Even before the deciding match at the CAF U-23 Africa Cup of Nations had been played, the two finalists Nigeria and Algeria considered themselves victorious as both had achieved their primary goal of qualifying for the Men's Olympic Football Tournament in Rio de Janeiro. The two giants of African football were joined later by South Africa, who won the third-place play-off match against hosts Senegal.
With the pressure of qualification behind them, it was Nigeria's Dream Team VI, named after the original Dream Team of 1996 that became the first African country to win Olympic gold, who managed to lift the trophy after beating the North Africans 2-1. The hero for the Nigerians was goalkeeper Emmanuel Daniel, who saved a penalty against the Senegalese in the semi-final and then repeated that in the final itself. The performances in Senegal of the 21-year-old Enugu Rangers goal-stopper will have done his chances of being called up into the locally-based team for the Championship of African Nations tournament next month no harm.
Also impressing for the winning side was Azubuike Okechukwu, who was one of three foreign-based players in the squad. The midfielder, who captains the team, was suspended for the semi-final, but put in a great performance in the championship match, dictating play from deep. The tournament's top scorer was Etebo Oghenekaro, who scored five goals – four of them from the penalty spot. The Warri Wolves midfielder is an influential, powerful playmaker who not only possesses a lot of pace but also has an eye for goal.
Siasia's side qualified for the semi-finals after beating Mali and drawing with Algeria and Egypt in their group games. The ticket for Rio was finalised with the 1-0 win against Senegal in the semis, before two Oghenekaro goals gave them the trophy in the final. Coach Samson Siasia, who was in charge of the side the last time they qualified for the finals at Beijing 2008, said that it had been a worthy accomplishment to reach Rio. “There were some ups and downs, but we achieved the objective and then we wanted to win the tournament for our people back home in Nigeria.”
Like Nigeria, Algeria made it out of the group phase with two draws and a win against Mali, before beating South Africa in the round of the last four. The side is coached by former FC Sion coach Andre-Pierre Schurmann. He was given the task of taking the side to Rio, which he managed admirably. "The players have been rewarded, everyone worked hard to make sure we would qualify for the Olympics. I'm proud of this team and our staff.”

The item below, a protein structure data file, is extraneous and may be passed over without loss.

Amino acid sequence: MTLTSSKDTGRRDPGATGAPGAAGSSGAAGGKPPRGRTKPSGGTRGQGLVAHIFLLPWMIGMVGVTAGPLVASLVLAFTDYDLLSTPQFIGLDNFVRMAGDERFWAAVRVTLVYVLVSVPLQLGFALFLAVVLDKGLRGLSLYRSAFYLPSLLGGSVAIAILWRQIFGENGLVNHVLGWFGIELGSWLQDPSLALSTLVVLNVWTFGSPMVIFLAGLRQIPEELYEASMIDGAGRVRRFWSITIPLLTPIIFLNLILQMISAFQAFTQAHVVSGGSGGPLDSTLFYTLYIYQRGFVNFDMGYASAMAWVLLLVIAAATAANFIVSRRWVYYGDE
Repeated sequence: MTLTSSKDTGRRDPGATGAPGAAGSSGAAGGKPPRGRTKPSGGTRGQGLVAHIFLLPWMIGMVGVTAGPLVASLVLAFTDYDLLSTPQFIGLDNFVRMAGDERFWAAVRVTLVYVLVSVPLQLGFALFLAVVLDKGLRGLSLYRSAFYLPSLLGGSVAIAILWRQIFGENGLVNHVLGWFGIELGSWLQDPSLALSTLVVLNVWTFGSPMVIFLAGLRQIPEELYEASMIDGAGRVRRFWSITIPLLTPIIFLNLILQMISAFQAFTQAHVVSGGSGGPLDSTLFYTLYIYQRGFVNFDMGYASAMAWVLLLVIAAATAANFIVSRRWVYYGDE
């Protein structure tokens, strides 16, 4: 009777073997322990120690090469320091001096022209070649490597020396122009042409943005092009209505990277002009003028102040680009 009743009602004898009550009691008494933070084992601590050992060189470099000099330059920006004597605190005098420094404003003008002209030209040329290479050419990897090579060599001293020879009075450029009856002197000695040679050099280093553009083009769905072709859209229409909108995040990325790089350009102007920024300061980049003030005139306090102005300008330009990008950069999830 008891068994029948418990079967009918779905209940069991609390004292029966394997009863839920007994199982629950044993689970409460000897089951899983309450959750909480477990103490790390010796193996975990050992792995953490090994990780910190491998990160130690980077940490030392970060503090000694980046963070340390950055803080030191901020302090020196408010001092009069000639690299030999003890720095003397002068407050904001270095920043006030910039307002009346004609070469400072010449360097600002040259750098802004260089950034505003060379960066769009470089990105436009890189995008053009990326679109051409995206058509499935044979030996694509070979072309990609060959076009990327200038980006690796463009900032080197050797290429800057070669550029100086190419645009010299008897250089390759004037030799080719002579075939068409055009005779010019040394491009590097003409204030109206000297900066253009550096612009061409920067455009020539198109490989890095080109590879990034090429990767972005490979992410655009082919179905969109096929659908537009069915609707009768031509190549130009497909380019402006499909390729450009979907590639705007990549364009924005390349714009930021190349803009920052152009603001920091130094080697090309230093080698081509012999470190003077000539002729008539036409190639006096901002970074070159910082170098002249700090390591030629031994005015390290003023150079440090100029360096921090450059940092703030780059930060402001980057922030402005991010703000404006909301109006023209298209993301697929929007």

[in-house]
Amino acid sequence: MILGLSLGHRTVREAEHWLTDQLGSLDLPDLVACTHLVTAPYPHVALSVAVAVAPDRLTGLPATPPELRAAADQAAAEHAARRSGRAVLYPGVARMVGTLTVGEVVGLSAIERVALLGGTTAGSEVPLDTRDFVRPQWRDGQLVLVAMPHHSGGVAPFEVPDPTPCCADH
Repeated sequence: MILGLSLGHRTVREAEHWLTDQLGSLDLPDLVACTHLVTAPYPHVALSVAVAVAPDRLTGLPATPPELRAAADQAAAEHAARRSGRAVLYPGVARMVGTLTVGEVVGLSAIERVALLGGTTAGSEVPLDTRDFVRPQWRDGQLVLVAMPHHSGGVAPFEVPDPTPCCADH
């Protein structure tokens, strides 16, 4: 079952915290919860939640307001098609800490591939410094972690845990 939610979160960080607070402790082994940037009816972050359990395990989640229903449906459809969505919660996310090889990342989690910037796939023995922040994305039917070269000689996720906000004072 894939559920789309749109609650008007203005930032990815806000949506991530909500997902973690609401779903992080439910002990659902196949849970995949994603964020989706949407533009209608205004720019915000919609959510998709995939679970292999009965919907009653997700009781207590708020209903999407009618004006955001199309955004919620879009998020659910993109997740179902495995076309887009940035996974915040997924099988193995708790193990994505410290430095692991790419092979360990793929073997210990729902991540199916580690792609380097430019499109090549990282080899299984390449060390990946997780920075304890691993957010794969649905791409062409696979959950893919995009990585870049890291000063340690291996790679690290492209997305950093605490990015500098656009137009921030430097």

While Nigeria and Algeria knew that they were Rio bound ahead of their final game, South Africa and Senegal were involved in a winner-take-all match for the third spot. Both teams had already met in the group stage, with the hosts winning 3-1. Senegal also beat Tunisia and Zambia to comfortably advance to the semi-finals, while South Africa needed to avoid defeat in their final group game against Tunisia and went one better, beating the North Africans 1-0 to reach the last four
The play-off was an evenly-contested game with both sides having chances. As they did in their semi-final, the hosts squandered a golden opportunity from the penalty spot. As neither side managed to find the net, the game had to be decided on penalties and there it was South African goalkeeper Jody February who performed heroics. Having already saved the spot-kick during the game, the Ajax Cape Town custodian added three more saves in the shoot-out to help his side to a 3-1 victory. February played down his performance after the game. “I just wanted to contribute to the team. I am no penalty specialist. I am at a loss for words, just happy. We showed that with passion, determination and a lot of sweat we can achieve things as South Africans. This is a good start for things to come,” he said.
The team, whose only previous appearance at the Olympics dates back to 2000, will make the trip to Rio alongside their women's team Banyana Banyana, who had earlier also qualified. South African coach Owen Da Gama admitted after the game that his side had been fortunate. “We fought hard and it's clear that the harder you work the luckier you get. But I also think we were lucky. Sorry to Senegal.”